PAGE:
Is Everything You Know About the Retail Apocalypse Wrong?

by MR Magazine Staff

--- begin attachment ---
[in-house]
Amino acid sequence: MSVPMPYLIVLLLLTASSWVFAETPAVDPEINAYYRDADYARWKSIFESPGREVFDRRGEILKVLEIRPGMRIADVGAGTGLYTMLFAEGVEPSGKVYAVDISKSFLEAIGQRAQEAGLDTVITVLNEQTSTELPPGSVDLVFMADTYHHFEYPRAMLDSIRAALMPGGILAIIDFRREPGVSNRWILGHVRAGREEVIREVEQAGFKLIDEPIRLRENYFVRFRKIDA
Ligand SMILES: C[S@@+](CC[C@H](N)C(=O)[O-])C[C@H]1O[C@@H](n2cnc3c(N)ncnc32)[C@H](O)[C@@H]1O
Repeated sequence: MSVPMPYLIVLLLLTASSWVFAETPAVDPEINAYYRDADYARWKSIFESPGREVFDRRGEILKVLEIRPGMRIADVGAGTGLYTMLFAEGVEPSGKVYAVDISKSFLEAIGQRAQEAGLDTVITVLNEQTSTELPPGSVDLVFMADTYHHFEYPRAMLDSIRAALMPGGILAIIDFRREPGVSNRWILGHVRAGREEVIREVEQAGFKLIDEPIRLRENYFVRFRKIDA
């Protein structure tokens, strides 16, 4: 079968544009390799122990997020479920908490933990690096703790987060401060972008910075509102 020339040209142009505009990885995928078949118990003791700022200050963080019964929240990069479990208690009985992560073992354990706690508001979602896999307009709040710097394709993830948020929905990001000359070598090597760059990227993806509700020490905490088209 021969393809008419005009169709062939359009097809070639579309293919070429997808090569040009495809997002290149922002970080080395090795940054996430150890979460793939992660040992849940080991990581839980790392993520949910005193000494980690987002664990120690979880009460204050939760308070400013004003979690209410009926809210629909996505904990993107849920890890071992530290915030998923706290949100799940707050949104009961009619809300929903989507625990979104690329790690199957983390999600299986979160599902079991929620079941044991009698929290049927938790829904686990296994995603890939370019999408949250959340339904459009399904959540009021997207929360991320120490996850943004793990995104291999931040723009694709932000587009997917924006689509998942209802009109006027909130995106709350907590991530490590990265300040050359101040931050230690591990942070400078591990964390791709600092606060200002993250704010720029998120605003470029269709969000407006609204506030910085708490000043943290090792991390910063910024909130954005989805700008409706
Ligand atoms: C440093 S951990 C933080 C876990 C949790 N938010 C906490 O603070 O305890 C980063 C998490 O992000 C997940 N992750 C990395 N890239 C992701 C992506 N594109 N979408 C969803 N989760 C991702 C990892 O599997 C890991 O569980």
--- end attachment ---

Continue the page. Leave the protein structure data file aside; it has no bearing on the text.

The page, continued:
Retail stores are closing. You only have to walk by most malls or shopping plazas to see the shuttered Macy’s and Sears Holdings’ locations. Venture inside the mall and you’ll be greeted by empty storefronts that once housed Radio Shack, Rue 21, The Limited, Wet Seal, BCBG Max Azria, or any of the many other chains that have closed locations or gone out of business entirely. Sometimes, however, what appears to be true, isn’t. Brick-and-mortar retail is most certainly changing and some chains will not survive. But the idea that the rise of the internet has created a “retail apocalypse” that will greatly shrink the number of stores in the United States simply does not match what’s actually happening. In 2017, U.S. retailers have opened, or plan to open, 1,326 more locations than they will be closing, according to IHL Group’s Debunking the Retail Apocalypse report, which was sponsored by several companies. When you add in restaurants, the increase jumps to 4,080 new openings in 2017 with another 5,050 planned in 2018. Or, to look at it another way, between chain stores and restaurants, 10,123 will close in 2017, but 14,239 will open. To compile the study, IHL looked at over 1,800 retailers and restaurant chains with more than 50 U.S. locations across 10 retail vertical segments. It found that for every chain with a net closing of stores, 2.7 brick-and-mortar retailers would be posting a net gain in locations. The research firm also noted that if you add in retail chains smaller than 50 locations (including restaurants) the number of new openings in 2017 climbs to over 10,000. Read more at The Motley Fool.